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Images/ALT and document flow

From: Al Gilman <asgilman@access.digex.net>
Date: Fri, 23 Jan 1998 12:00:54 -0500 (EST)
Message-Id: <199801231700.MAA06510@access5.digex.net>
To: w3c-wai-gl@w3.org
to follow up on what Ian B. Jacobs said:

> It might make sense to organize the author guidelines
> according to accessibility issues and the checklist
> according to HTML structures (as in the current version).

The idea of access principles in priority order as the structure
of an introduction sounds very attractive.

Once you get into the body, there are too many axes to the
domain for any tree to feel 100% comfortable.

> Issue: Alternative content
> When appropriate:
>    * Provide short descriptive text for every
>      image, sound, video, script, or frame.
>    * Provide long descriptions as well,
>      particularly when the object in question
>      is detailed.
>    * Provide transcripts for audio and video.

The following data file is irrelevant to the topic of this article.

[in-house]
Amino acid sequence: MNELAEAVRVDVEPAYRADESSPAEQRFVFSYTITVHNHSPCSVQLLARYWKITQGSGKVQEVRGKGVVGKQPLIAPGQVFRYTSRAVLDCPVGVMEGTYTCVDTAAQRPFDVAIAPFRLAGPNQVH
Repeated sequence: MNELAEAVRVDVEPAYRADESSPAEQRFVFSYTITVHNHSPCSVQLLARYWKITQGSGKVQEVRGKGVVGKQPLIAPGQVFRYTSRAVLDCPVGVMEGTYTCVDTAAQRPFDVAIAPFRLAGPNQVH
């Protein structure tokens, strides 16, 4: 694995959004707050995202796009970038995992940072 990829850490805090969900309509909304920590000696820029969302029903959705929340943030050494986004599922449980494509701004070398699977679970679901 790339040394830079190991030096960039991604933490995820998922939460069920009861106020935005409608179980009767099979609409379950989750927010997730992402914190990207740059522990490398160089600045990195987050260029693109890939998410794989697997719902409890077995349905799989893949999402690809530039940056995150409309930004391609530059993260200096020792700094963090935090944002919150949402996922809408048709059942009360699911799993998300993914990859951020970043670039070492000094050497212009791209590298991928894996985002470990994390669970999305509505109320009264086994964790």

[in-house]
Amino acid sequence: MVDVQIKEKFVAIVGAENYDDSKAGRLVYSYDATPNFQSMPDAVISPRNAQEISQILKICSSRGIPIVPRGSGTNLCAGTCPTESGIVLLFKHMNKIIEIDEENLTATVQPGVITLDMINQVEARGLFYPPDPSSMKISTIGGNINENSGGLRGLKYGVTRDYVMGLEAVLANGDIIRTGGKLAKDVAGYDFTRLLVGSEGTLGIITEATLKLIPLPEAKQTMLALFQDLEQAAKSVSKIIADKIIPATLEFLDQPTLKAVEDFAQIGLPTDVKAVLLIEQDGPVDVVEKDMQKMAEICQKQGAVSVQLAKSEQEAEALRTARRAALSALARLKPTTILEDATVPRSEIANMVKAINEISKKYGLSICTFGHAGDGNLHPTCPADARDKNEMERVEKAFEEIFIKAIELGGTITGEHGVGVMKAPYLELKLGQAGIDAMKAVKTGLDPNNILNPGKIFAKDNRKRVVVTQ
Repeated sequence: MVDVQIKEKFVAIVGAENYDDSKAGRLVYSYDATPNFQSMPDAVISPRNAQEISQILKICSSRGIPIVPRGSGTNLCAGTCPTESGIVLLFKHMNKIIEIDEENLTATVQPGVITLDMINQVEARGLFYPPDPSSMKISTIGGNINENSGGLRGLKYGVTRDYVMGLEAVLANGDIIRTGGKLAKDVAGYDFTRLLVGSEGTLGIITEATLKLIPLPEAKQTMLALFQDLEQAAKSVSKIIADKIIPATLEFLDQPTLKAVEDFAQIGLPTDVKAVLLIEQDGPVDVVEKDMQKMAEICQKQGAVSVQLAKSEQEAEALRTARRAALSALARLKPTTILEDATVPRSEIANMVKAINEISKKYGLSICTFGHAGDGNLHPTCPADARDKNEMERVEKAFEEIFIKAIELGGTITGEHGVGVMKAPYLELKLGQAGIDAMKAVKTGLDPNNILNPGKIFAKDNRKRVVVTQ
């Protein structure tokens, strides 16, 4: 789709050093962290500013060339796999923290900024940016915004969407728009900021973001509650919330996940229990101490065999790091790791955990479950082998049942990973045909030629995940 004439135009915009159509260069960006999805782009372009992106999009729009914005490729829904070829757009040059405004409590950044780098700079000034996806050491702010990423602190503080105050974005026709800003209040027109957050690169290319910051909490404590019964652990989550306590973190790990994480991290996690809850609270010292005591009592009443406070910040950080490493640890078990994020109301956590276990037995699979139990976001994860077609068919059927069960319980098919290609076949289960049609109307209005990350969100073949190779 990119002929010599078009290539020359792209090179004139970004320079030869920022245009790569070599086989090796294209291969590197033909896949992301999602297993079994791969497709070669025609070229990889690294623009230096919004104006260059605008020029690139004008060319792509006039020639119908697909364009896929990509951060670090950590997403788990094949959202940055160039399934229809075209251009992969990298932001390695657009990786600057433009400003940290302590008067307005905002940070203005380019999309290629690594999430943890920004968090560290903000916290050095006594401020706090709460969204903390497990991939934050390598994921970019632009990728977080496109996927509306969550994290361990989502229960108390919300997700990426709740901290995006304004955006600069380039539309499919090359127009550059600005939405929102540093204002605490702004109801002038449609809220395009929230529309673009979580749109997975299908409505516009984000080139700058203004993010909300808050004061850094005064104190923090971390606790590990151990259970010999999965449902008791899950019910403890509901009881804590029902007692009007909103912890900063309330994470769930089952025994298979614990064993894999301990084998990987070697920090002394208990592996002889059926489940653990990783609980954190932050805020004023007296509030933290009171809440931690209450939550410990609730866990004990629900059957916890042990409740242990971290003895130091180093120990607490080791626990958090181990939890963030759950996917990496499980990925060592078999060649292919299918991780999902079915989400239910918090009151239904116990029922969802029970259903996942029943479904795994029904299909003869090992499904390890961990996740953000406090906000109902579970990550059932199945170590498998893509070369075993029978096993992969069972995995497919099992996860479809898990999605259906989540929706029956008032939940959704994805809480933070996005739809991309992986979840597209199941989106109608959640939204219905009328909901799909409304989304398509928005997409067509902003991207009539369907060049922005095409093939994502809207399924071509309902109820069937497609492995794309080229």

>    * Provide alternative pages for inaccessible pages.
> How to implement:
>    * Short description: "alt", "title", OBJECT
>    * Long description: OBJECT, "longdesc", description links
>    * Alternative pages: LINK element, description links

I like your general concept rather much.  I don't think that your
example lives up to the general concept.  You see, "alternative
content" is a "how to implement," and not an issue.  Navigability
is an issue, completeness is an issue.  Alternative content has
roles serving both of these issues.  But navigability is a higher
priority issue than completeness.

The first rule is that for any _active_ element in the document,
the user must understand what that active element is going to do
before they activate it, whether they are accessing images or
not.  This cuts across anchor text and anchor images and the
text associated with anchor images [ALT, TITLE, ...].

It does not hurt to reiterate these basic User Interface rules:
  You have to be able to keep track of where you are.
  You have to be able to go where you want.
  The system response to what you do must be in line with
	what you expected.

An anchor image which is naked of any textual explanation breaks
this basic formula, and the website is unusable (without
accessing the images).  I think authors can get and will care
about that.

Received on Friday, 23 January 1998 12:01:16 UTC

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